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Researchers Uncover Cause Of Tamoxifen Resistance

Posted by Chrissie Cole
Wednesday, November 12, 2008 10:37 PM EST
Category: Major Medical
Tags: FDA and Prescription Drugs, Tamoxifen, Nolvadex, AstraZeneca, Breast Cancer, Women's Health

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IMAGE SOURCE:© Wikimedia Commons / tamoxifen molecule /author: Benjah-bmm27


As many as 35 percent of women who take the drug tamoxifen to prevent the recurrence of breast cancer do not respond to the drug -- and scientists think they have figured out why.

Women who don’t benefit from tamoxifen, used to prevent breast cancer recurrence, may have low levels of a protein linked to improved survival, finds U.K. researchers.

About 45,000 cases of breast cancer are diagnosed in the UK each year and almost 12,500 die from the disease. Up to two-thirds of those women will be prescribed tamoxifen. Ideally, women take it for five years after their diagnosis.

Tamoxifen is given to up to 28,000 of the 45,000 women who develop breast cancer each year, to help prevent cancer recurrence after surgery to remove a tumor.

But in up to 35 percent of cases, or 9,000 women, the drug does not work properly and the disease returns.

Tamoxifen works by turning off a breast cancer gene ErbB2, through the protein PAX2, researchers said.

“Understanding how tamoxifen works and what happens when it fails to work as intended is critical to making better drugs,” Jason Carroll, from the Cancer Research UK Cambridge Research Institute said.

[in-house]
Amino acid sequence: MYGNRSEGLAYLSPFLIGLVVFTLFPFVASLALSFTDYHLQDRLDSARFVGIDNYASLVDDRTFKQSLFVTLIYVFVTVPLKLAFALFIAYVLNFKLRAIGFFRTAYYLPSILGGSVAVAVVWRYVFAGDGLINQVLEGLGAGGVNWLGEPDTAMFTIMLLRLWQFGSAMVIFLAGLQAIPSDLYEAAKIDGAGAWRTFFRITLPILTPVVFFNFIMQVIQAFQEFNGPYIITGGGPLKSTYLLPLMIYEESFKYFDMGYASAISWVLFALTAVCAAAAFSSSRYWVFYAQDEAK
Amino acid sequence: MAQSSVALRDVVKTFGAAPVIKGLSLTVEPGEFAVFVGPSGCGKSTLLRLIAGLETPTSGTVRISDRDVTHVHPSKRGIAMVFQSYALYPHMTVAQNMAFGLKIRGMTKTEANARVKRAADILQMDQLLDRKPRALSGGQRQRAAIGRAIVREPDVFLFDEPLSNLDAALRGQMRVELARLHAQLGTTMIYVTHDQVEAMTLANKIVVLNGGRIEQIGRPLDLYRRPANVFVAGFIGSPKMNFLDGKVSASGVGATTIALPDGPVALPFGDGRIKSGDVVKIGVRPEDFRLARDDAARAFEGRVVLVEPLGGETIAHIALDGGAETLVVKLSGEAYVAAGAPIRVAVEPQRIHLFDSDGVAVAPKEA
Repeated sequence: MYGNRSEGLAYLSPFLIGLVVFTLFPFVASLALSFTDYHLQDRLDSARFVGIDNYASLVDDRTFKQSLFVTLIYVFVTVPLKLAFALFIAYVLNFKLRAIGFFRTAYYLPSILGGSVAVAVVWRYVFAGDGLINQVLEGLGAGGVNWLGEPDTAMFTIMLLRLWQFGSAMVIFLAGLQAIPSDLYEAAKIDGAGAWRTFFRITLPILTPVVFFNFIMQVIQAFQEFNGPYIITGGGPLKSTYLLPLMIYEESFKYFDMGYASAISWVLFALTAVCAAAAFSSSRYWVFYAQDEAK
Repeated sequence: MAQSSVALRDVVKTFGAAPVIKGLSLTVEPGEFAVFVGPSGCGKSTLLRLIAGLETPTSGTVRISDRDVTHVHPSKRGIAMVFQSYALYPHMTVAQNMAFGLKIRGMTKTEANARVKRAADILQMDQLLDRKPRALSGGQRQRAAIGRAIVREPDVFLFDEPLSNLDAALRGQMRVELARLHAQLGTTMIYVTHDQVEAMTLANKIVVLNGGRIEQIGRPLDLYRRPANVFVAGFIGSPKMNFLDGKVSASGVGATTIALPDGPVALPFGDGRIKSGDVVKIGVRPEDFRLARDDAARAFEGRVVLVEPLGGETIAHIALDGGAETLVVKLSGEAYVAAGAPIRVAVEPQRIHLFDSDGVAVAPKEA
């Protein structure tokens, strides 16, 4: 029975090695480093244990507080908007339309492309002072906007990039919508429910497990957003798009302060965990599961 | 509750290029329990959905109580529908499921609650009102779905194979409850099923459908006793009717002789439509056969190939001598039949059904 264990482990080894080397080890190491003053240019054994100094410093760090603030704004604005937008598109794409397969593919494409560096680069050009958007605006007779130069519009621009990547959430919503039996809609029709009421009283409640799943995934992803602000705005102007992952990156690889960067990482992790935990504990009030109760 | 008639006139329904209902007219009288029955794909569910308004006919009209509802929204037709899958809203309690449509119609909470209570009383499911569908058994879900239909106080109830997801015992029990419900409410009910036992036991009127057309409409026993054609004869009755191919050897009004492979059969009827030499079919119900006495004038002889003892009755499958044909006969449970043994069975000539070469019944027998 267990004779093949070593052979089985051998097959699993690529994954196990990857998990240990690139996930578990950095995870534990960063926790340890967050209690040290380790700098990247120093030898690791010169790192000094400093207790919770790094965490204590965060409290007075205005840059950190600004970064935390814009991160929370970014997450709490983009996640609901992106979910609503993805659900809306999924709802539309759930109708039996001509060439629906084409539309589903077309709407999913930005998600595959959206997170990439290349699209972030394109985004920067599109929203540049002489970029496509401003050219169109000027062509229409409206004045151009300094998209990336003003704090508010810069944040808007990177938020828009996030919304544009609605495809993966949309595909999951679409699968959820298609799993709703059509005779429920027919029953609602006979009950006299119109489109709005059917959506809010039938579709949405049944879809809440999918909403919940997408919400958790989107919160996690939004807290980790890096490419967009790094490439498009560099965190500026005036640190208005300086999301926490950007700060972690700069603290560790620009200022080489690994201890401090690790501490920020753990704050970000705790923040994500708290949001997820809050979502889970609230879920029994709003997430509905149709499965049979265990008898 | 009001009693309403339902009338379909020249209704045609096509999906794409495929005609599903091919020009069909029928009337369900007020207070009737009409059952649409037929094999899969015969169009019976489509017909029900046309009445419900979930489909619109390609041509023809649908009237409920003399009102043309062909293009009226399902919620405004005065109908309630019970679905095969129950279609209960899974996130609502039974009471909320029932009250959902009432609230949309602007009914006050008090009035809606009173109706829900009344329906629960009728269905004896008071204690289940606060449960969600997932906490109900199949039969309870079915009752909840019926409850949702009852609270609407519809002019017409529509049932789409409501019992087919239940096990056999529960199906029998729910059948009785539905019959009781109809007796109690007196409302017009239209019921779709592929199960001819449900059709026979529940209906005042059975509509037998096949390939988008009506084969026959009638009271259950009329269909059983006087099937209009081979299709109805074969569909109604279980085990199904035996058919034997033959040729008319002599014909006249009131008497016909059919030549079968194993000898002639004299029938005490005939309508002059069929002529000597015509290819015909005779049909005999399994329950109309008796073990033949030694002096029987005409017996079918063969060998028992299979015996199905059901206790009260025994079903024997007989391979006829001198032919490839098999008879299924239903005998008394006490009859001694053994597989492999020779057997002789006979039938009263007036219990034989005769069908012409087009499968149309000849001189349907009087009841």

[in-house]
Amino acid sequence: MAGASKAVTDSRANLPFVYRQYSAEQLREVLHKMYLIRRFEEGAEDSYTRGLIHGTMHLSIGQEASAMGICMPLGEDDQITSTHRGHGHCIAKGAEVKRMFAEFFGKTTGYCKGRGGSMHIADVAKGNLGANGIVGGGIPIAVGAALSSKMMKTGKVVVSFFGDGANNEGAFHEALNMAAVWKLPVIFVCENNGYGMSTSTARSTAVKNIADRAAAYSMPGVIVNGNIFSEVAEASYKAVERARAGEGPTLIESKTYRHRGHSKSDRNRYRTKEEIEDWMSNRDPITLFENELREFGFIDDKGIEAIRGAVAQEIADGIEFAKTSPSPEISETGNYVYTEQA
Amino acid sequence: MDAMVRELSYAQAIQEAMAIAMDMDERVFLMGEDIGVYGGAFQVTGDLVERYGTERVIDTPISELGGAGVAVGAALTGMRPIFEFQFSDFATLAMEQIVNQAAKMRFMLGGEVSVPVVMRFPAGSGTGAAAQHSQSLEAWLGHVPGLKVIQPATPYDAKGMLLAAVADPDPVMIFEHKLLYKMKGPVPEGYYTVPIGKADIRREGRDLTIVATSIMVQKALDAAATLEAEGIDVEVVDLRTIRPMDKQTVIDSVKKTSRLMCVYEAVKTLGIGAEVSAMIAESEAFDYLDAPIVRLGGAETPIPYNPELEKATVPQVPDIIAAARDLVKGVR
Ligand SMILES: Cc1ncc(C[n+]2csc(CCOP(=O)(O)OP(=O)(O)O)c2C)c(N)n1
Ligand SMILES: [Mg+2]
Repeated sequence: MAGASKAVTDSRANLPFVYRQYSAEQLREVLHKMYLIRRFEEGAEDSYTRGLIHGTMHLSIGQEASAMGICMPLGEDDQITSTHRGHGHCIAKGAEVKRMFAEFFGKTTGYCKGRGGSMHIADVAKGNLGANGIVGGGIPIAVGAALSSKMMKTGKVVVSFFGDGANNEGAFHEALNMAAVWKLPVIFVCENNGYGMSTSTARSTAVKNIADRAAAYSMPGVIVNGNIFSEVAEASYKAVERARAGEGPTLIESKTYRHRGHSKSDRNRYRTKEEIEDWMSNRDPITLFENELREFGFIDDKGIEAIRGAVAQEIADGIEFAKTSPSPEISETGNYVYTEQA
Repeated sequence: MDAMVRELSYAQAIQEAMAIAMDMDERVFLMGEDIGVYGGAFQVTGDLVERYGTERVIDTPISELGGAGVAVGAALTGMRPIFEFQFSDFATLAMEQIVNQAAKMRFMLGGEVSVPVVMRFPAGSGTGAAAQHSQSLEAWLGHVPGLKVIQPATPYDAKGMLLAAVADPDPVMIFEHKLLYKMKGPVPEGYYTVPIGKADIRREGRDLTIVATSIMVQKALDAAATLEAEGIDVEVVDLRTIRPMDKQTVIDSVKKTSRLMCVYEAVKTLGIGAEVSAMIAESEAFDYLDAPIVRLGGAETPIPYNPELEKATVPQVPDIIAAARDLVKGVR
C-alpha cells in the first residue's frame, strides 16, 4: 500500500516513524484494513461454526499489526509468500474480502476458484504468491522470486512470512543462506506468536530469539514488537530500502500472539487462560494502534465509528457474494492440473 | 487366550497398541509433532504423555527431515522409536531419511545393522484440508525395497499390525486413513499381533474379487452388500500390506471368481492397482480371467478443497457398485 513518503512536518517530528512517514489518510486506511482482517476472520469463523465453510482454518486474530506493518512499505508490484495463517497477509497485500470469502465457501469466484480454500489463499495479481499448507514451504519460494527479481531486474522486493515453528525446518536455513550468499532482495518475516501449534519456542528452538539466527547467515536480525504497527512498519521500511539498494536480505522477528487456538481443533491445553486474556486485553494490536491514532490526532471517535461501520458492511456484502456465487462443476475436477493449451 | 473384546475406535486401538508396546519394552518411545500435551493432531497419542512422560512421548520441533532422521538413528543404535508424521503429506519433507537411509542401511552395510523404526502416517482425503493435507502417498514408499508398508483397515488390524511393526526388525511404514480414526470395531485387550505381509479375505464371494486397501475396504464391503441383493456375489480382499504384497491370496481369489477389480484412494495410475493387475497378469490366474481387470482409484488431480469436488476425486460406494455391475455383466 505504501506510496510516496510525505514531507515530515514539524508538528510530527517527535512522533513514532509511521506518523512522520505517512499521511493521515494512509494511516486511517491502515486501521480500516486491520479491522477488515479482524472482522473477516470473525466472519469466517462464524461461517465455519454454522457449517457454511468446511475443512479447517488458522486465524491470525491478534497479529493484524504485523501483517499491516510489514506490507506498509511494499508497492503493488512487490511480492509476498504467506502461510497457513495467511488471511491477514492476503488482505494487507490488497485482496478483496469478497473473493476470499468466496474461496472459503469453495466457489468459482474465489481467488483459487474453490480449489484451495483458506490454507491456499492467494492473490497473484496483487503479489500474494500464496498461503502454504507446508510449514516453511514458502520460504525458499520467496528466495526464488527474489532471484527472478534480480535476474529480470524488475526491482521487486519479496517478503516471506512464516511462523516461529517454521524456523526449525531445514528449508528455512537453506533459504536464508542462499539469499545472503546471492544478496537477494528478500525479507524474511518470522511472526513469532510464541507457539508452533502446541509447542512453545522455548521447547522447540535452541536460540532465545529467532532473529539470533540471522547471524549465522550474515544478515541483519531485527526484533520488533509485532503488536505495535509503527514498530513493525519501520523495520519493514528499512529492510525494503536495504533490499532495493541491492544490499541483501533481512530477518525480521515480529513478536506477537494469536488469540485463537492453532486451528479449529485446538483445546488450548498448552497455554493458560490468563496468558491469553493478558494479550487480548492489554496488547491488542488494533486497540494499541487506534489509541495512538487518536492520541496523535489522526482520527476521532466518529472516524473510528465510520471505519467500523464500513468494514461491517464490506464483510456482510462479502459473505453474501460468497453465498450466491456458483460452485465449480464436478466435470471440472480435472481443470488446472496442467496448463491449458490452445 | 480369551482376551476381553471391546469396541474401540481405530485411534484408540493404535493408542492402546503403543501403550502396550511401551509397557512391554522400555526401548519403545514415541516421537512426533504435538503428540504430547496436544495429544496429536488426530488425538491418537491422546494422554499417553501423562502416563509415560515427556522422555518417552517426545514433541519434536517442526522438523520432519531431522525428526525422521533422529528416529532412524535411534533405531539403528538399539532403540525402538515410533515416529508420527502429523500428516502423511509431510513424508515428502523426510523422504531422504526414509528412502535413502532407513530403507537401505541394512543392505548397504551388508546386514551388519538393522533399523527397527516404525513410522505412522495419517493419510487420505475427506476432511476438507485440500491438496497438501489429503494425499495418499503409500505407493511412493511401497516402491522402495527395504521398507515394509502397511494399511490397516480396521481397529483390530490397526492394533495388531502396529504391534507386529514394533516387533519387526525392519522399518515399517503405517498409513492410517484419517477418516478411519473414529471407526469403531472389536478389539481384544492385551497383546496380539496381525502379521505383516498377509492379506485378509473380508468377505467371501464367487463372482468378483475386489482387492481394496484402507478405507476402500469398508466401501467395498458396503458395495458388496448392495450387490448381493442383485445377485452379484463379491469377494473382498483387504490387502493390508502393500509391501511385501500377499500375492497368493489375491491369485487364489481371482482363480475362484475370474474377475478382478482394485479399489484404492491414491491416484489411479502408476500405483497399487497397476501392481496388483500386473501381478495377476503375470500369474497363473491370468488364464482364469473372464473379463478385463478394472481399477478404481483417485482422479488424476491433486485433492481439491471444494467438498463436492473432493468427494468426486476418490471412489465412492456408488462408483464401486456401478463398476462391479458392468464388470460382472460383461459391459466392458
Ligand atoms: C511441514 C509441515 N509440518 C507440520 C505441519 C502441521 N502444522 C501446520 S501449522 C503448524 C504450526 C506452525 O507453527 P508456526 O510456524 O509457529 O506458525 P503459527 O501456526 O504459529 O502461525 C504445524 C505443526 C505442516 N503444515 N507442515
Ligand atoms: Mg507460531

For the study, researchers used microarrays -- gene chips -- to scan millions of DNA sequences to examine what was happening in those genes known to play a key role in breast cancer.

For the drug to work effectively it must block a cancer gene called HER2, which it does by using a control switch hidden within the gene.

But, for this to happen a protein called Pax2 must keep the switch in the off position -- which fails for women who develop resistance to the drug, the researchers said.

Tamoxifen Citrate, sold under the brand name Nolvadex, is commonly used in conjunction with radiation to treat breast cancer. Nolvadex blocks some of the effects that the hormone estrogen has on the body. The Food & Drug Administration approved it for treatment of breast cancer in 1994. In October 1998, it was approved for use in women at high risk of developing breast cancer.

Larger studies are needed to replicate findings before they can be considered conclusive. Drug companies and researchers can then start developing treatments that target these proteins, said Carroll in a conference call.

The findings could be used to help researchers predict which patients are likely to respond to the drug and which are not.

“If we can identify the women who are not going to respond to tamoxifen, we can consider alternative therapies which will most likely be more effective for these women,” Carroll said.

The study is published in the November 12 online edition of Nature.


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